and any errors in the above can be attributed to

    4.) Apathy. I am a geek, indeed, but I’ve got more than enough to be chewing on with my current Linux system. Changing OSes is a big step, and I would have to do extensive research before I could decide to switch. I am, in bits and pieces, doing this, but it’s definitely low-priority.

    Comment by Sohum — 18 September 2008 @ 04:00

  5. Regarding support:

    1a) I’m not sure what you mean about friendliness in this context. Please elaborate.

    1b) What vendor binary blobs do you need that prevent you from using a BSD Unix OS instead of a Linux distribution?

    Regarding choice:

    3b) What applications are available on your distro of choice that are not on BSD Unix systems?

    I ask these questions because, as I remarked above, I’m interested in the personal reasons you (not just you, but all readers and respondents) in particular choose a Linux-based OS.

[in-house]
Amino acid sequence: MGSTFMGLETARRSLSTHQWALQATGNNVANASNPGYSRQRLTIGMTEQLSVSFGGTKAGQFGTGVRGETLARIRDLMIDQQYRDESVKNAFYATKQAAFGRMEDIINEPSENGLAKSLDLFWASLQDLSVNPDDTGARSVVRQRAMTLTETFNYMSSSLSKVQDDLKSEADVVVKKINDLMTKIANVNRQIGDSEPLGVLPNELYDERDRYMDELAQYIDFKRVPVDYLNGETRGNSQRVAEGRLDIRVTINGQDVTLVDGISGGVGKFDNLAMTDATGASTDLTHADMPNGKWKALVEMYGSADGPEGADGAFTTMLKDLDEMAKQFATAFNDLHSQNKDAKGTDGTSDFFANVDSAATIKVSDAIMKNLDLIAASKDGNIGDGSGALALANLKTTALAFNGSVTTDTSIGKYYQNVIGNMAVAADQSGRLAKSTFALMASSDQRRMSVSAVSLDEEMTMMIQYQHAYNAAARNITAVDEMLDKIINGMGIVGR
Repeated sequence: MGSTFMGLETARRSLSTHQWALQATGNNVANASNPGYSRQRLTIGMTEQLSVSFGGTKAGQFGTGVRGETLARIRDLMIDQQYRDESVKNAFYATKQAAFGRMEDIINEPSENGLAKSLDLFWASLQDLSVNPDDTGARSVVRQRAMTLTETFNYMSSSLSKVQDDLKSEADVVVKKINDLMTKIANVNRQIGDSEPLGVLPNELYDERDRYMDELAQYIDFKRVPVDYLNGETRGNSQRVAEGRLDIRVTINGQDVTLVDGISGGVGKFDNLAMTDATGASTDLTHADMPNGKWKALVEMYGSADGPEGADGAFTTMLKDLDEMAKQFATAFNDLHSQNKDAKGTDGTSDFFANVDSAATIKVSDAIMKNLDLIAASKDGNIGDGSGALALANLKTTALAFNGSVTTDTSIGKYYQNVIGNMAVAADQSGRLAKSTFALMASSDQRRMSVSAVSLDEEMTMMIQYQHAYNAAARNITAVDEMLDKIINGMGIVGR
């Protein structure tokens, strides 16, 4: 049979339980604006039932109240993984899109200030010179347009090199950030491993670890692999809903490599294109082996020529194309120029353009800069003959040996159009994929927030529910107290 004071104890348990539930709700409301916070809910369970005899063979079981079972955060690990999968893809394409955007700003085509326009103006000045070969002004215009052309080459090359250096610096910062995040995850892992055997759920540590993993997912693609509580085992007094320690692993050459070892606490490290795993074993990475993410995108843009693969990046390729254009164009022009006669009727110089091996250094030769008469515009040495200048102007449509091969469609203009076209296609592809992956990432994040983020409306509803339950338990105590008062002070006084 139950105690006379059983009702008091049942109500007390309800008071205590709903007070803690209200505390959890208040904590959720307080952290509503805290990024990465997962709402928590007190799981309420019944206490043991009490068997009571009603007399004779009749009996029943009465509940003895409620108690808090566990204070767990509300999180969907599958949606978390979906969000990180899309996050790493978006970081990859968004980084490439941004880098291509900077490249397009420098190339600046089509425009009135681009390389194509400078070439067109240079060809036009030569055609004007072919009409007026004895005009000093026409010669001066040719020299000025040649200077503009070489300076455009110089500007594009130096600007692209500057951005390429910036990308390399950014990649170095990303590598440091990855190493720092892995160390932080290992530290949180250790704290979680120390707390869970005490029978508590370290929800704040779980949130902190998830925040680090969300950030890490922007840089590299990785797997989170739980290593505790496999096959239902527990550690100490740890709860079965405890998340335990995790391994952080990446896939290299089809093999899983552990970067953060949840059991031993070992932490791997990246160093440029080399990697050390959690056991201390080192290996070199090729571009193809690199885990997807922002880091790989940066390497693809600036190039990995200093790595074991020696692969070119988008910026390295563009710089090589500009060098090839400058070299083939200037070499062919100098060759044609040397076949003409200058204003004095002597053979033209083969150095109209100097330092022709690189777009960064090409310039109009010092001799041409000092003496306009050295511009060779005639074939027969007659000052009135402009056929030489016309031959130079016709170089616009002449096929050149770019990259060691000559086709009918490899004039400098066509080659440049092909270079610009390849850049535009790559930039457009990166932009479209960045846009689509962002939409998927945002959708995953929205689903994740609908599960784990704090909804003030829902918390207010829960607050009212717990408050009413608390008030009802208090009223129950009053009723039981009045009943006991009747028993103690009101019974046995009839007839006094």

I’ll be addressing some of the points brought up here in future SOB entries (rather than in comments here), including answering questions people pose — such as the anonymous commenter’s request for information on technical benefits to BSD Unix systems. I don’t want comments to this entry to get away from the main topic too much.

    Comment by apotheon — 18 September 2008 @ 04:26

  6. Inertia.

    In ’93, FreeBSD wasn’t really an option to a 17 year old with only 3 years of real Unix experience. Heck, most of my friends crew was unaware that “Slackware” wasn’t perfectly synonymous with “Linux”. So we all installed Slackware (from stacks and stacks of 3.5″ floppys) and made our way through the trials and tribulations of having root access. 15 years later, I’ve gotten past the joy of having my personal computer be as bare metal as possible, and so it’s just easier to upgrade my Fedora install than it is to completely reOS my box.

    But, the next time I build a ‘put from scratch, it’ll likely be a FreeBSD box. I mean, if I’m already going to the effort, I might as well just change over.